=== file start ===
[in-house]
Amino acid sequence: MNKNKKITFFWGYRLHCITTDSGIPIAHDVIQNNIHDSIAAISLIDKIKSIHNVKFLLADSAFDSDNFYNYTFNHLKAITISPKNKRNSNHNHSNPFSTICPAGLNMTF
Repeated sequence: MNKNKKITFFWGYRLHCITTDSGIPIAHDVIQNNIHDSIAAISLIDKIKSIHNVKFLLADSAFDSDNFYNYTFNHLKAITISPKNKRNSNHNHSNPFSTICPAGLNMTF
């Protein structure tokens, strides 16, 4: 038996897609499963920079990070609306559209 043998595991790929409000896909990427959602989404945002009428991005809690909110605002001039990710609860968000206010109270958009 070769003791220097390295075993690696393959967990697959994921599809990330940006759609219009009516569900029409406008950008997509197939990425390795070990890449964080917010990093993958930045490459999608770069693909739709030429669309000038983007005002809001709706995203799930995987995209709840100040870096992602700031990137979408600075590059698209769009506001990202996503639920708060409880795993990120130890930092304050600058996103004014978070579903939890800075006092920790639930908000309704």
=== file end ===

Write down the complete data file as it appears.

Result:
[in-house]
Amino acid sequence: MNKNKKITFFWGYRLHCITTDSGIPIAHDVIQNNIHDSIAAISLIDKIKSIHNVKFLLADSAFDSDNFYNYTFNHLKAITISPKNKRNSNHNHSNPFSTICPAGLNMTF
Repeated sequence: MNKNKKITFFWGYRLHCITTDSGIPIAHDVIQNNIHDSIAAISLIDKIKSIHNVKFLLADSAFDSDNFYNYTFNHLKAITISPKNKRNSNHNHSNPFSTICPAGLNMTF
């Protein structure tokens, strides 16, 4: 038996897609499963920079990070609306559209 043998595991790929409000896909990427959602989404945002009428991005809690909110605002001039990710609860968000206010109270958009 070769003791220097390295075993690696393959967990697959994921599809990330940006759609219009009516569900029409406008950008997509197939990425390795070990890449964080917010990093993958930045490459999608770069693909739709030429669309000038983007005002809001709706995203799930995987995209709840100040870096992602700031990137979408600075590059698209769009506001990202996503639920708060409880795993990120130890930092304050600058996103004014978070579903939890800075006092920790639930908000309704």